Volunteers sit at rows of tables or in curtained off booths during Project Homeless Connect on Tuesday, Jan. 31, 2023, at the Soldotna Regional Sports Complex in Soldotna, Alaska. (Jake Dye/Peninsula Clarion)

Volunteers sit at rows of tables or in curtained off booths during Project Homeless Connect on Tuesday, Jan. 31, 2023, at the Soldotna Regional Sports Complex in Soldotna, Alaska. (Jake Dye/Peninsula Clarion)

Most 2023 Project Homeless Connect participants were 1st-time attendees

Nearly 100 people participated in this year’s event

More than 60% of the people who participated in January’s Project Homeless Connect event were first-time attendees, according to an event report presented by media liaison Jodi Stuart to the Soldotna City Council during the body’s Wednesday night meeting.

Nearly 100 people participated in this year’s event, which was held Jan. 31 at the Soldotna Regional Sports Complex. The one-day event, held annually on the central Kenai Peninsula, provides dozens of services to people experiencing homelessness, including immunization, legal advice and haircuts.

Stuart said participation this year was higher than last year, but noted that the 2023 event returned to its pre-COVID-19 pandemic format. Services provided through the 2022 Project Homeless Connect event were held at multiple locations around the central Kenai Peninsula.

Project Homeless Connect also serves as an avenue through which data about the peninsula’s homeless population is collected. Among this year’s participants, 16% were veterans, 31 reported having a mental health disorder and 33 reported having a physical disability.

When asked where they slept the night prior to Project Homeless Connect, 25 participants reported staying at their own apartment or house, 24 said they stayed with family or friends and 10 said they stayed at a homeless shelter. Another eight participants said they slept in their vehicle, two said they slept in jail or at an institution and one said they slept on the street.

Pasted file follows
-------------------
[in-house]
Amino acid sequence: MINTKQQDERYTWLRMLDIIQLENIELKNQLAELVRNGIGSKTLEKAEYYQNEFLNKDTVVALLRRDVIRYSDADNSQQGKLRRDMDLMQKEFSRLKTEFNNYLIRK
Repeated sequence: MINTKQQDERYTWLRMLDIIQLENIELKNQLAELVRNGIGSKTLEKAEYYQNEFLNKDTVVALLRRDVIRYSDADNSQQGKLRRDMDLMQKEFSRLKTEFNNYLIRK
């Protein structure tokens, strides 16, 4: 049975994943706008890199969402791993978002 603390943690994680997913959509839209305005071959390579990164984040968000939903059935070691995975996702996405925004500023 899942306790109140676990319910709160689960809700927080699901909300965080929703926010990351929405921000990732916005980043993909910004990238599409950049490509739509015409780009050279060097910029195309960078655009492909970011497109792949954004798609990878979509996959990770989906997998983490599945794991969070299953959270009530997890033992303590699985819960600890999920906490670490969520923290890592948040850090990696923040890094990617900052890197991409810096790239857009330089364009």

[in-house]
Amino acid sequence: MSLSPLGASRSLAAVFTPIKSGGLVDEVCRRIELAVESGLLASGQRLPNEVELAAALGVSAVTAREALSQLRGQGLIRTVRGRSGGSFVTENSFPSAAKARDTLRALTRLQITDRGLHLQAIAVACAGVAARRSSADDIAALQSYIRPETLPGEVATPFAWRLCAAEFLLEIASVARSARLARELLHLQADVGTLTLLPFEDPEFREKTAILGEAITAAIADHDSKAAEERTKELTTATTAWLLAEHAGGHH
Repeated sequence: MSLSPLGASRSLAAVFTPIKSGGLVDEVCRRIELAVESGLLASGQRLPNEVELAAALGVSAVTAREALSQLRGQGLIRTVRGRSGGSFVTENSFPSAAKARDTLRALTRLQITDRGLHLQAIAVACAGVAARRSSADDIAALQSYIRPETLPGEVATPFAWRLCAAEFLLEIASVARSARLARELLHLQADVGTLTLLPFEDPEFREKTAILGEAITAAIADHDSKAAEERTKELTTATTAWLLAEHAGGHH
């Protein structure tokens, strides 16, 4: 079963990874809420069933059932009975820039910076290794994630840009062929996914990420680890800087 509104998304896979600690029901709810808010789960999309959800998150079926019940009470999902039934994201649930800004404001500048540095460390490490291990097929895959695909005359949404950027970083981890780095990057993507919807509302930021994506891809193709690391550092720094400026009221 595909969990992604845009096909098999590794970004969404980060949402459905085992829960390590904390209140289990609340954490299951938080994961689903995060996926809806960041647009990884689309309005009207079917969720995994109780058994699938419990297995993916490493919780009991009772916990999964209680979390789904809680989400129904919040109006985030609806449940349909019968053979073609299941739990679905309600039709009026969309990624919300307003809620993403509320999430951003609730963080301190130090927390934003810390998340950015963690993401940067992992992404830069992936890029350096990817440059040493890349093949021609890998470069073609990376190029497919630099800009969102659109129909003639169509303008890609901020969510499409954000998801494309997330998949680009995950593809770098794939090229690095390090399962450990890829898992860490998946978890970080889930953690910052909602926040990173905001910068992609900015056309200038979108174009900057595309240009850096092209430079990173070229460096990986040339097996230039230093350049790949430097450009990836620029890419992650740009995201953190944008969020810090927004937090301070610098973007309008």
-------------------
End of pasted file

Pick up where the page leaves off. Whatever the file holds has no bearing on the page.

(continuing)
Those numbers, however, can be misconstrued, Stuart said.

“I can tell you that people believe they have a home that are living in sheds,” Stuart said. “I can tell you that people believe that they have a home and they’re living in their car. So this concept of are you living in a place that’s not habitable? Sometimes that is misconstrued because they themselves view it as their home.”

Among the 34 participants who disclosed a disability, 15 said they struggled with mental illness, 10 reported chronic alcohol or substance use disorder, nine reported a traumatic brain injury and eight reported intellectual or developmental disabilities.

Forty-four participants reported being homeless for more than one year, 32 participants reported being homeless at least twice in the last three years and half of participants reported being a survivor or victim of domestic violence.

When asked about their primary reason for homelessness, nearly half — 48% — fell into an “other” category. Per the event report, the “other” category includes people who could not afford to buy or rent, unemployment, and landlord bankruptcy or death, among other things.

Food, clothing and transportation were the top needs identified by program participants. Among attendees, 33 said they traveled to the event using their own vehicle, 22 said they walked or rode a bike and 19 said a friend of a family member took them.

Stuart said one of her takeaways from the event was a continued need for a cold weather shelter on the Kenai Peninsula. Previous efforts to establish a cold weather shelter, identified as a need on the central peninsula for years, have consistently failed. A homeless shelter opened in Nikiski at the end of 2021, but Stuart says more are needed that provide emergency relief.

Of the roughly 100 people who attended January’s Project Homeless Connect event, 84% said they would use an emergency cold weather shelter if one was available.

“There is, I believe, a place for shelter (where) you come in that night, you are sheltered for that night, you leave during the day, and if you need that shelter again that night, you come back that night,” Stuart said Wednesday. “It is more of that revolving door kind of shelter, that’s kind of that cold weather concept.”

The Kenai Peninsula Foundation and Bridges Community Resource Network, Inc. are sponsoring an event on March 23 from 10 a.m. to 2 p.m. at the Challenger Learning Center to discuss transportation gaps and solutions on the Kenai Peninsula.

Wednesday’s full meeting of the Soldotna City Council can be streamed on the city’s website at soldotna.org.

Reach reporter Ashlyn O’Hara at ashlyn.ohara@peninsulaclarion.com.

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